An announcement was made on Tuesday that revealed the launch of a joint lab between Bayer, Brigham and Women’s Hospital and Massachusetts General Hospital, to research new drug candidates to treat chronic lung diseases. The lab will host scientists from all parties in addition to $30 million that will be invested by Bayer to fund joint projects over the next five years.
The new lab is located at Brigham and Women’s Hospital and will have include more than 20 people from all three organizations. The rights to the research findings will be shared equally between the organizations.
“We strongly believe that this model will significantly accelerate the pace of discovery toward the goal of getting new therapies from the lab to patients safely and efficiently,” said Dr. Paul Anderson, chief academic officer, Brigham and Women’s Hospital.
Chronic lung disease, as defined by the National Cancer Institute, is a broad term to define a type of disorder that affects the lungs and other parts of the respiratory system. Types of chronic lung disease include asthma, chronic obstructive pulmonary disease (COPD), pulmonary fibrosis, asbestosis, pneumonitis, and others. About 65 million people suffer from COPD and 3 million die from it each year. This makes it the third leading cause of death worldwide.
“This collaboration provides the opportunity to integrate novel findings directly into the drug development pipeline, thus speeding up the time to move a new treatment into the clinic,” said Anderson.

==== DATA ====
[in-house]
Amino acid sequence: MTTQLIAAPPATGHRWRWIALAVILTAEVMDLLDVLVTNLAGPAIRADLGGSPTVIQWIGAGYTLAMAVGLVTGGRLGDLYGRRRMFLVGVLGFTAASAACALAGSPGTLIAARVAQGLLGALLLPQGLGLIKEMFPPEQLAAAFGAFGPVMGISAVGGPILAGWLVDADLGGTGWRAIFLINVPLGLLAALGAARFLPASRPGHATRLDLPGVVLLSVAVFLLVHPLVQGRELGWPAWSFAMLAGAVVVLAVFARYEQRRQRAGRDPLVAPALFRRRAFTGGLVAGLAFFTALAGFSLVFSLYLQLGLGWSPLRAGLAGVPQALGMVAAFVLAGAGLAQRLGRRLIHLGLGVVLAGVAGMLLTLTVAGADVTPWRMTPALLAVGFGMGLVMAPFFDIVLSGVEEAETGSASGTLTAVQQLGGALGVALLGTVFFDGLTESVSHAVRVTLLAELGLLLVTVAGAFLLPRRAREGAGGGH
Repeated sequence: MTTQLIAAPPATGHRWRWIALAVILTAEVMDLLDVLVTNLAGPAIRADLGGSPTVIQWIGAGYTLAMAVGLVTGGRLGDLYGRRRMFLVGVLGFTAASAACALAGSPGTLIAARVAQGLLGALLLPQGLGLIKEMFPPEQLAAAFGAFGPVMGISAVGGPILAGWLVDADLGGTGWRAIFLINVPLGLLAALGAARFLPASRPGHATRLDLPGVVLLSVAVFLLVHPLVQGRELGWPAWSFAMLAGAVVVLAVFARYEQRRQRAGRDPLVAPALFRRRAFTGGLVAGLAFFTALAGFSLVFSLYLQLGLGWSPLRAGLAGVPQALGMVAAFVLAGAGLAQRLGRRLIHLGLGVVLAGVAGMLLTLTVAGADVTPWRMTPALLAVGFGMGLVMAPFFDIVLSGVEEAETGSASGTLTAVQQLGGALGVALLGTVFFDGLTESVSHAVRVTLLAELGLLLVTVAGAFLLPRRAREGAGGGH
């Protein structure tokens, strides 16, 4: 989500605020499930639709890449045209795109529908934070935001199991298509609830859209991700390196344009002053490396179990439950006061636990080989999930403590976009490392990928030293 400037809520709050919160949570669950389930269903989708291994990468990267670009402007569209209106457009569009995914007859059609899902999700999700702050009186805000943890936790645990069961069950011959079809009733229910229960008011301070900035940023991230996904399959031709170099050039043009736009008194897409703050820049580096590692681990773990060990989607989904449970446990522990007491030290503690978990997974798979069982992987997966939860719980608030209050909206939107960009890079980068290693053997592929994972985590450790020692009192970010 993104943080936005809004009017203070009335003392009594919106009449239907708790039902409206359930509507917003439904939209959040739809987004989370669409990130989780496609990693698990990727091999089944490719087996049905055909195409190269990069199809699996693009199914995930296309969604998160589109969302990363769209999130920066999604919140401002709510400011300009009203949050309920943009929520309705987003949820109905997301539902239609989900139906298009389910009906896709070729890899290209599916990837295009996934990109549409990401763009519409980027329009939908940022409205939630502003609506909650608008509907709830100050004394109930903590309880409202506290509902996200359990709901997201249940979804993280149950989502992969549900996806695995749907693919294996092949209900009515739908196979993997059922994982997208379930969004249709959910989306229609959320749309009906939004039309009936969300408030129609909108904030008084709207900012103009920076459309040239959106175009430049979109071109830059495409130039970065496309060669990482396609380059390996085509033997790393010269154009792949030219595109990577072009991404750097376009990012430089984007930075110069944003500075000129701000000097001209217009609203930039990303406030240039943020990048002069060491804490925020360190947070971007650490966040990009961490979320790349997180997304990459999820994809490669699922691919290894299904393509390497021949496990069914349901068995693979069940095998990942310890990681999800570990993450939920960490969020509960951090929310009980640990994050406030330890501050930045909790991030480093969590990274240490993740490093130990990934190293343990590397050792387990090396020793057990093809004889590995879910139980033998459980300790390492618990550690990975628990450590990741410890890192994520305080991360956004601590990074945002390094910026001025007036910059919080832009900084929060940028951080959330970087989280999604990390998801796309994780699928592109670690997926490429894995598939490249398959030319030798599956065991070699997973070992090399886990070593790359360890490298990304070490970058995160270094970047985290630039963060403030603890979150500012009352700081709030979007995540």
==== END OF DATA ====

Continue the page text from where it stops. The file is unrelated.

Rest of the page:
— Bayer Pharma (@BayerPharma) September 24, 2019
The four leading experts that have been identified to search for new treatment options for people who suffer from chronic lung diseases are Edwin Silverman, Bruce Levy, Benjamin Medoff and Markus Koch.
In 2018, Bayer opened a joint lab in Boston with the Broad Institute of MIT and Harvard in order to focus on cardiovascular diseases. The aim here was to further understand heart failure and develop a new drug that better targets the disease. Now, they are looking to tackle chronic lung disease because of the high unmet medical needs required in this area, said Joerg Moeller member of the executive committee of Bayer AG’s pharmaceuticals division and head of research and development, in a Bayer Q&A.
In a Boston Globe statement, Dr. Edwin Silverman, a pulmonary specialist at Brigham and one of the lab leaders said the current treatments available only address the symptoms and are not very effective. He predicts that the new collaboration will result in novel approaches to treating this underlying biological mechanism of chronic lung disease.